COVID-19 is negatively impacting New Zealand’s rural sector confidence.
But consumers will need ‘educating’ and value-added products will be needed to make the most of this opportunity, says RaboResearch senior analyst Roland Fumasi.
While kiwifruit is not yet a “big deal” in the US market, demand is moving in the right direction, Fumasi told kiwifruit growers via a webinar.
“At 0.25kg per person each year, kiwifruit consumption in the US falls a long way behind some of the more popular fruits like strawberries, which are close to 4kg per capita each year,” he said.
“However, we have seen good growth in kiwifruit consumption in recent years and it is now one of the more rapidly growing products in the US fruit and nut space.”
Fumasi reckons the healthfulness of kiwifruit is “off the charts” and explains growing demand over recent years, particularly in households with more disposable income.
“We’ve also seen good growth in sales of gold kiwifruit, with the sweeter flavour proving a hit with many consumers. Another factor in its popularity is it’s more ready to eat when you buy it and provides a more consistent eating experience,” he said.
“Another factor in growing demand is that the product is supplied to the US market 52 weeks of the year, which helps consumers to establish a regular consumption pattern.”
Fumasi says NZ kiwifruit exports played a vital role in ensuring year-round supply to the US market and that the high quality of our kiwifruit had helped establish a price for it.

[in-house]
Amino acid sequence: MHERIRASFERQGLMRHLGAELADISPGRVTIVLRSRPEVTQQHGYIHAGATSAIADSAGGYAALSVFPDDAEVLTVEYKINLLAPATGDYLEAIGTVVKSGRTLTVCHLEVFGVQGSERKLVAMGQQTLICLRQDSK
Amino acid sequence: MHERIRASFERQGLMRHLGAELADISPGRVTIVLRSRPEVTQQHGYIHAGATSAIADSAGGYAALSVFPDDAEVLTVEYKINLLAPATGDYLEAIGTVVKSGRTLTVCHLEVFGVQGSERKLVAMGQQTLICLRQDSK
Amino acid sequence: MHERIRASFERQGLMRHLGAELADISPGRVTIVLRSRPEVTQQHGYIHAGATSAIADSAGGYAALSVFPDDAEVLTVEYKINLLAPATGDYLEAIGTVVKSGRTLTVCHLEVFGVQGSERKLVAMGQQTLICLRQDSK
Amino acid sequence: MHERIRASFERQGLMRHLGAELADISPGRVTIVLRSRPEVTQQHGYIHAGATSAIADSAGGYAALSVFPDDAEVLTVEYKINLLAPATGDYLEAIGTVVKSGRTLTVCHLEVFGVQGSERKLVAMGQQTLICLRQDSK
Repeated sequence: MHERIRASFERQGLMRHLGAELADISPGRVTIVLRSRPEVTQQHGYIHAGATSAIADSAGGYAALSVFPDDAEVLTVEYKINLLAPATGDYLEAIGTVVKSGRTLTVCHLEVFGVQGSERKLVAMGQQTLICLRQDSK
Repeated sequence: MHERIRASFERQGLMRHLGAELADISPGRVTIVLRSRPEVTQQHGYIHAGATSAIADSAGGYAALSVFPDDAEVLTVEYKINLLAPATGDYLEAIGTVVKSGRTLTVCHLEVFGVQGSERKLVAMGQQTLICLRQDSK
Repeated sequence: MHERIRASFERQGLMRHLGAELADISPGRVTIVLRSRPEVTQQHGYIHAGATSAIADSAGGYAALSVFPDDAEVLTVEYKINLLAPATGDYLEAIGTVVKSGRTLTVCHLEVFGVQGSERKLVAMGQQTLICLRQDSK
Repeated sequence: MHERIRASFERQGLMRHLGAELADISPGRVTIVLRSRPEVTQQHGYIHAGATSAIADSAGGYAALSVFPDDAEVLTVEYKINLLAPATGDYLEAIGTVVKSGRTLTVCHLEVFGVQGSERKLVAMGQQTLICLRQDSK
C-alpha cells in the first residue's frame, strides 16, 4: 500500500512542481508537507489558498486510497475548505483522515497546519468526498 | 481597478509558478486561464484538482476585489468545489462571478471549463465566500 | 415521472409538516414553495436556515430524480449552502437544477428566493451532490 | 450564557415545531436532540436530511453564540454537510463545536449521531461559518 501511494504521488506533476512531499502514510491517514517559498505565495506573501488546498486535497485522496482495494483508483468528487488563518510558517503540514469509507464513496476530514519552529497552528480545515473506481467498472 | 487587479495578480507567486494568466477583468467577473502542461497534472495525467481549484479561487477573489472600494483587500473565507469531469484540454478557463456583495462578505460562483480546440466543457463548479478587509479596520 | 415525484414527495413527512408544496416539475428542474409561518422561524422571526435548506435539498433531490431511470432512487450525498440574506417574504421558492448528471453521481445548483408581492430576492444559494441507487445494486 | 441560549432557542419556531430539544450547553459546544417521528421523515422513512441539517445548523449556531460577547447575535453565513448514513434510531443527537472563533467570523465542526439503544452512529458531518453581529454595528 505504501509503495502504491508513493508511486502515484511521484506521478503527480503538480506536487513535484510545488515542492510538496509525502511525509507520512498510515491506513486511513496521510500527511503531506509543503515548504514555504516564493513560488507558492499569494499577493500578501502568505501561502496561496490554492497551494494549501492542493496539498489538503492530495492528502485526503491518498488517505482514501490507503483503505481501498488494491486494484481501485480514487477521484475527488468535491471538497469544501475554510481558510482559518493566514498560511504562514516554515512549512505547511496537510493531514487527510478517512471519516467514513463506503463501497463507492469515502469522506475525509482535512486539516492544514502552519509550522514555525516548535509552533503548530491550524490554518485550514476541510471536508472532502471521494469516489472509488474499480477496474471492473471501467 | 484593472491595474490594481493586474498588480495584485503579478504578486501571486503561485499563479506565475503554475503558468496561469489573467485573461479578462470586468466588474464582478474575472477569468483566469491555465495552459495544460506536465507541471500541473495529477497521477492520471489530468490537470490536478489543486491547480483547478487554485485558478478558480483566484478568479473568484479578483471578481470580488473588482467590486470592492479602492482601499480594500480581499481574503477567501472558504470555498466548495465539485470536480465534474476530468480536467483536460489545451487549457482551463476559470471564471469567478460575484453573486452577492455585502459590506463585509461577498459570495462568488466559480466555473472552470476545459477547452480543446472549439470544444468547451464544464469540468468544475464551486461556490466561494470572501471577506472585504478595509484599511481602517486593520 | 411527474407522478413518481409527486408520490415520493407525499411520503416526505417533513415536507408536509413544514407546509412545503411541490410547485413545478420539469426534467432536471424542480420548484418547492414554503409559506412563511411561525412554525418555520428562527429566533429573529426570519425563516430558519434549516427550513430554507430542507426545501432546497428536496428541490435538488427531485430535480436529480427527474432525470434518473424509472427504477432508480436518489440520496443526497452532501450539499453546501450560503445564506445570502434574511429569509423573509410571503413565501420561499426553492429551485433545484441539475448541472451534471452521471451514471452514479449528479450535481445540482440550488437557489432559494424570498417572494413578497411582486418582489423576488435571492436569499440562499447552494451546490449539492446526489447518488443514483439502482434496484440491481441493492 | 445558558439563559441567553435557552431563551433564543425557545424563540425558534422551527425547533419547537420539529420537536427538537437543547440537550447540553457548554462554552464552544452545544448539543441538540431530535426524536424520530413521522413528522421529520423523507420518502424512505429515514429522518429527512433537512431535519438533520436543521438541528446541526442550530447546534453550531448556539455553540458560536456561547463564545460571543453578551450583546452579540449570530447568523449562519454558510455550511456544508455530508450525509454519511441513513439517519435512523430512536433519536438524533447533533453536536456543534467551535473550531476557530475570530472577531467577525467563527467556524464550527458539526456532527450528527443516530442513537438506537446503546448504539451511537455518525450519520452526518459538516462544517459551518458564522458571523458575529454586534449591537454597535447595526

“During the early and late months of the year, the US market is reliant on domestic kiwifruit which comes almost exclusively from California, and kiwifruit from Italy. But from April to October the market is dominated by fruit supplied by NZ and Chile.
“After losing some ground in 2012 and 2013, we’ve seen sales of NZ kiwifruit into the US trending upward and, during this period, NZ product has been able to maintain a clear price premium over kiwifruit sourced from elsewhere.”
He says consistency of eating experience has been a challenge for kiwifruit over the years.
“The gold cultivar helps, because it provides more consistency. However, I think more education is required to improve US consumer understanding of when a kiwifruit is ripe to eat and to highlight all of its great health benefits.
“I like the idea of point of purchase education because it captures the consumer’s attention right there when they’re thinking kiwifruit and gets US customers cutting into a kiwifruit when it’s ready to eat.”
He concedes that kiwifruit is not as convenient as some of the fruit it competes against, like blueberries or blackberries.
“To the younger generation, especially those who always have a mobile device in one hand, it’s a lot easier to throw a couple of blueberries in your mouth than to
scoop kiwifruit with a spoon.”
The industry should think about what value-added opportunities are available that could add convenience.
Despite lower growth in US organic food sales in recent years, Fumasi says the organic market is another area which shows great growth potential for NZ kiwifruit.
“Whilst surpassing US$46 billion of sales in 2018, growth in retail value of organic food sales in the US has moderated to 6% over the past two years, in comparison to 10% between 2010 and 2016,” he said.
“However, I still see plenty of potential for increased sales of organic kiwifruit as the reported volumes of organic kiwifruit are currently really low and increased supply in the short run will not outstrip demand.”